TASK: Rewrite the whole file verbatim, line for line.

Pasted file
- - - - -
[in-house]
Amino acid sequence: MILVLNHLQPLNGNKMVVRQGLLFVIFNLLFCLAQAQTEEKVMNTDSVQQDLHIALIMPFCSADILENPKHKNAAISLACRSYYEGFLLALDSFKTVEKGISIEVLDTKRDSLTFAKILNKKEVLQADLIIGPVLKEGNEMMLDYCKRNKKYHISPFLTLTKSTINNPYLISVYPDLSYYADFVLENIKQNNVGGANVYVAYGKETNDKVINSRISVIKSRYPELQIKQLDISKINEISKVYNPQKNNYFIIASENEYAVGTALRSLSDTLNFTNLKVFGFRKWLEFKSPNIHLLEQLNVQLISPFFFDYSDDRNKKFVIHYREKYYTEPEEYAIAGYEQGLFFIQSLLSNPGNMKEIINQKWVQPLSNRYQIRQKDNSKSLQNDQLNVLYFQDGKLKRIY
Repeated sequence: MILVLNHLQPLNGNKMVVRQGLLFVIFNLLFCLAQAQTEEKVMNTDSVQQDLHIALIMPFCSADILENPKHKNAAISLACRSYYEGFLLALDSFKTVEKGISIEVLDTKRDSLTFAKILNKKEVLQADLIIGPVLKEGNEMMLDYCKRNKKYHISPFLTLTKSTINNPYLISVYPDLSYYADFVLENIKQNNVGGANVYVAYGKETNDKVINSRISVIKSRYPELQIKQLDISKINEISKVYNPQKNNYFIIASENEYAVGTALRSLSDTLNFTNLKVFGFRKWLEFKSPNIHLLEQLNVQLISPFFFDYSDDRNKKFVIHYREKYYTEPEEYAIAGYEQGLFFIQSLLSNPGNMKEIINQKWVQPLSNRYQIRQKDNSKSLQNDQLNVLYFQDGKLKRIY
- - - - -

[in-house]
Amino acid sequence: MILVLNHLQPLNGNKMVVRQGLLFVIFNLLFCLAQAQTEEKVMNTDSVQQDLHIALIMPFCSADILENPKHKNAAISLACRSYYEGFLLALDSFKTVEKGISIEVLDTKRDSLTFAKILNKKEVLQADLIIGPVLKEGNEMMLDYCKRNKKYHISPFLTLTKSTINNPYLISVYPDLSYYADFVLENIKQNNVGGANVYVAYGKETNDKVINSRISVIKSRYPELQIKQLDISKINEISKVYNPQKNNYFIIASENEYAVGTALRSLSDTLNFTNLKVFGFRKWLEFKSPNIHLLEQLNVQLISPFFFDYSDDRNKKFVIHYREKYYTEPEEYAIAGYEQGLFFIQSLLSNPGNMKEIINQKWVQPLSNRYQIRQKDNSKSLQNDQLNVLYFQDGKLKRIY
Repeated sequence: MILVLNHLQPLNGNKMVVRQGLLFVIFNLLFCLAQAQTEEKVMNTDSVQQDLHIALIMPFCSADILENPKHKNAAISLACRSYYEGFLLALDSFKTVEKGISIEVLDTKRDSLTFAKILNKKEVLQADLIIGPVLKEGNEMMLDYCKRNKKYHISPFLTLTKSTINNPYLISVYPDLSYYADFVLENIKQNNVGGANVYVAYGKETNDKVINSRISVIKSRYPELQIKQLDISKINEISKVYNPQKNNYFIIASENEYAVGTALRSLSDTLNFTNLKVFGFRKWLEFKSPNIHLLEQLNVQLISPFFFDYSDDRNKKFVIHYREKYYTEPEEYAIAGYEQGLFFIQSLLSNPGNMKEIINQKWVQPLSNRYQIRQKDNSKSLQNDQLNVLYFQDGKLKRIY